Pensions will increase by CZK 825 from January, Labour and Social Affairs Minister said

The average old-age pension will rise by CZK 825 on average from next January. Labour and Social Affairs Minister Marian Jurečka (KDU-ČSL) announced this on Twitter.

“Today, the government decided on another valorization in January, an average CZK 825. All those who receive one of the pensions are a very vulnerable group that is currently being affected by the rising prices. Pension valorization is a basic tool to help at this time,” said Minister Jurečka.

The solidarity part of all old-age, invalidity, and survivors’ pensions will be raised by CZK 140. In addition, the “merit percentage” of pensions will increase by 5.1 percent, depending on years of service and earnings.

This year, pensions have been increased three times—at the beginning of the year, in June, and in September.

The labor ministry said in the documents for the regulation: “As a result of the extraordinary valorization and the so-called education bonus in January 2023, the average self-employed pension in January 2023 will be approximately CZK 19,500, according to the latest estimates.”

The pension consists of two parts. The solidarity fixed amount is the same for everyone and corresponds to ten percent of the average wage.

It currently amounts to CZK 3,900, but from January, it will be increased for all by CZK 140, up to CZK 4,040. According to the documents for the regulation, average earnings should reach CZK 40,324 next year.

The merit percentage reflects the number of years of service and the number of levies on earnings. However, payments are only counted towards the pension paid up to a certain amount. Hence, people with higher wages or salaries only take part of the amount paid into the account.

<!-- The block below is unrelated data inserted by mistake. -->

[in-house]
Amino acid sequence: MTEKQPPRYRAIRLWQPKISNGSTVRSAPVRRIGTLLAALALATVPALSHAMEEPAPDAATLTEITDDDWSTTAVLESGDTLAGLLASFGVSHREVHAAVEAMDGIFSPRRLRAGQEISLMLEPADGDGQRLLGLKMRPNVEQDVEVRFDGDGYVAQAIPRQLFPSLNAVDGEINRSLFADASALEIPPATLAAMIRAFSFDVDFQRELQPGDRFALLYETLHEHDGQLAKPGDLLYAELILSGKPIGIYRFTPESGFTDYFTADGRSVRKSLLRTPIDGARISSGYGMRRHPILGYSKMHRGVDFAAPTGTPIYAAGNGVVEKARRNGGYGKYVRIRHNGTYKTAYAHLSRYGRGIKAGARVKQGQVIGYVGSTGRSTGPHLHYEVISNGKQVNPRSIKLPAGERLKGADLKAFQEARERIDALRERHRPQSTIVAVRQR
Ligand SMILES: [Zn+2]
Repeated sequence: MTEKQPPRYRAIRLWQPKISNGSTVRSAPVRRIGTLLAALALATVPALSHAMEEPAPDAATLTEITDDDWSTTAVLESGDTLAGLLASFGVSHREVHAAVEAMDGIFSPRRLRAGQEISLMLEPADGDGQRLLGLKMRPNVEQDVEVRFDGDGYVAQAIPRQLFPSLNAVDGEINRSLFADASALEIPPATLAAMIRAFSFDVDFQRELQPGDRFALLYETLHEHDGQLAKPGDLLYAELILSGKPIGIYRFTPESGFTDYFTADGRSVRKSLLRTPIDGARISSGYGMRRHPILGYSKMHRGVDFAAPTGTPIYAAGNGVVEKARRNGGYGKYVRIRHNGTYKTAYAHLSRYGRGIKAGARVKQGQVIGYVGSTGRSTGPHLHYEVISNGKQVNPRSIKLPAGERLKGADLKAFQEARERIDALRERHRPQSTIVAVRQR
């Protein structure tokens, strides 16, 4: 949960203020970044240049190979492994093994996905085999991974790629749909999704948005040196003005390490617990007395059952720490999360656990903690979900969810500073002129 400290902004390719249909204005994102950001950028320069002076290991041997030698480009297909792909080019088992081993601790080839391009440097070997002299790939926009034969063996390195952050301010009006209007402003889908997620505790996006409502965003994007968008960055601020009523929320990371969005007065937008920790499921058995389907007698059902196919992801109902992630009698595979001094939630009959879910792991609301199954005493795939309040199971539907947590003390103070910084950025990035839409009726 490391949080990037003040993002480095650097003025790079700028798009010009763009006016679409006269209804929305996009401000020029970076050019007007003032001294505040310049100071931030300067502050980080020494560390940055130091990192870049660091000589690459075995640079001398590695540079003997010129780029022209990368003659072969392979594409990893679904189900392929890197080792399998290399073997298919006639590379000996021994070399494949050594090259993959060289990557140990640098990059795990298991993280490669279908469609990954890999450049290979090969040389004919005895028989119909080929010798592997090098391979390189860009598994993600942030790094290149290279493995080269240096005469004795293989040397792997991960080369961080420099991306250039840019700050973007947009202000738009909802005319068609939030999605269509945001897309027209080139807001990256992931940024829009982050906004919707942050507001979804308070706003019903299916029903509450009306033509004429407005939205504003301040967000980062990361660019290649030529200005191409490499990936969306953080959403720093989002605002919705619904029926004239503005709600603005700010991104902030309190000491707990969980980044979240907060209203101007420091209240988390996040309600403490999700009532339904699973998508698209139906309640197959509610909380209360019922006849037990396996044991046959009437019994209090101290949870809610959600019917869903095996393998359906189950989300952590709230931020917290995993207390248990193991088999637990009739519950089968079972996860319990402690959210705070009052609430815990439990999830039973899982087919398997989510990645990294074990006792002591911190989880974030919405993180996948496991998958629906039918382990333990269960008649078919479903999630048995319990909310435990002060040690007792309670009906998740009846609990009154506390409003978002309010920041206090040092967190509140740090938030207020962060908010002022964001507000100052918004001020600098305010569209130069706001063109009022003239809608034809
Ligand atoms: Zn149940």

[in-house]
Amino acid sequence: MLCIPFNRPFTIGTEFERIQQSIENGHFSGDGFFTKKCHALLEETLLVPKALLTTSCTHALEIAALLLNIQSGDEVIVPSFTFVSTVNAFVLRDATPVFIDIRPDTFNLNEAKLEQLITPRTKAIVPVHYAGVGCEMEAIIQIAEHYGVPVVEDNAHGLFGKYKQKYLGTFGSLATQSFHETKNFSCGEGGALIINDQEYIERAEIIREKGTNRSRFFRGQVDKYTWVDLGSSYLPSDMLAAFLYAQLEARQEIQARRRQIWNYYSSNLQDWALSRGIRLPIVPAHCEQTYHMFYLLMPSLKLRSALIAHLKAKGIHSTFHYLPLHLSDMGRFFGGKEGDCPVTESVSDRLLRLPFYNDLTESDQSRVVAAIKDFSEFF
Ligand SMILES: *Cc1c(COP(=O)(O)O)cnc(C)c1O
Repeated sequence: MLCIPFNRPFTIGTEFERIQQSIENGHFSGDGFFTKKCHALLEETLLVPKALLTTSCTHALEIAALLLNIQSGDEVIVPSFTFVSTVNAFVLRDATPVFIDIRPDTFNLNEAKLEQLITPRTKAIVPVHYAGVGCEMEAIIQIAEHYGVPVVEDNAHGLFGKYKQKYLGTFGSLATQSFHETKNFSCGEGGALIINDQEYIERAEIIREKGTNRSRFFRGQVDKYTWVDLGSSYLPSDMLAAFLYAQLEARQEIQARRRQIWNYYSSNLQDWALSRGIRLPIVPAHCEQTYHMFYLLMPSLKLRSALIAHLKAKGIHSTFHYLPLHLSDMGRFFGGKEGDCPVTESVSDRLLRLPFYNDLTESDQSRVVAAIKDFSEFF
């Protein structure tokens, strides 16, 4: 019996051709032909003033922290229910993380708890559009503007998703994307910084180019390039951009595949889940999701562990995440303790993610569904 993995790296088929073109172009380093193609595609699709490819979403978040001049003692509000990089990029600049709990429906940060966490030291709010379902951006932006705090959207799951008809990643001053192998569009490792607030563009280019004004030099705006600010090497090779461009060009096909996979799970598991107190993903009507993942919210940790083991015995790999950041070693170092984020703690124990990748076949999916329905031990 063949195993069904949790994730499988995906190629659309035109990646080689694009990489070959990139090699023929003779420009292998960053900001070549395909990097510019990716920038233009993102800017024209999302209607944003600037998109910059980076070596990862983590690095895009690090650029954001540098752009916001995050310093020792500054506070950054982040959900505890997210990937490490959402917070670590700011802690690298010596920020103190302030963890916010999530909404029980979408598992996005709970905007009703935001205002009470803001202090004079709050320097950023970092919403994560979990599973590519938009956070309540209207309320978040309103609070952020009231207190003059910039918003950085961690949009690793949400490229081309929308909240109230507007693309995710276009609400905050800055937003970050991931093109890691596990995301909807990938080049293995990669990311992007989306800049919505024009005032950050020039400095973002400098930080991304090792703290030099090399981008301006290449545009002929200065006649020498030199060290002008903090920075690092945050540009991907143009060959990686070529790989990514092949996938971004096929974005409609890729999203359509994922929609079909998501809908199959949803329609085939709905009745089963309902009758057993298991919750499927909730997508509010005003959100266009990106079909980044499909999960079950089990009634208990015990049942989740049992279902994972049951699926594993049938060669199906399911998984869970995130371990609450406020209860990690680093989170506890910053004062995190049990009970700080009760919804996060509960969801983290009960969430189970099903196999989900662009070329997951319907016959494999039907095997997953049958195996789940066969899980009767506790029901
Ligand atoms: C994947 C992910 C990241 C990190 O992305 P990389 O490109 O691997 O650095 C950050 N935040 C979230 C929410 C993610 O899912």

Allowances for foster carers will also increase

On Monday, the government also approved another proposal by the ministry, according to which allowances for foster parents and children growing up in foster families will increase from the beginning of October this year.

The government decree foresees that the allowance to pay for the child’s needs will increase by 27 percent, while the one-off funding when a child is taken in, which has not been increased since 2008, will rise by 35 percent.

The maintenance allowance, which helps young people leaving institutional, foster, or guardianship care, will increase by 15 percent.

“We have had a big debt to several people in this area. Indeed, some of these allowances were last adjusted in 2008, 14 years ago. These are groups that are largely dependent on income from the state. Given rising prices, we have decided to increase them significantly,” said Minister Jurečka.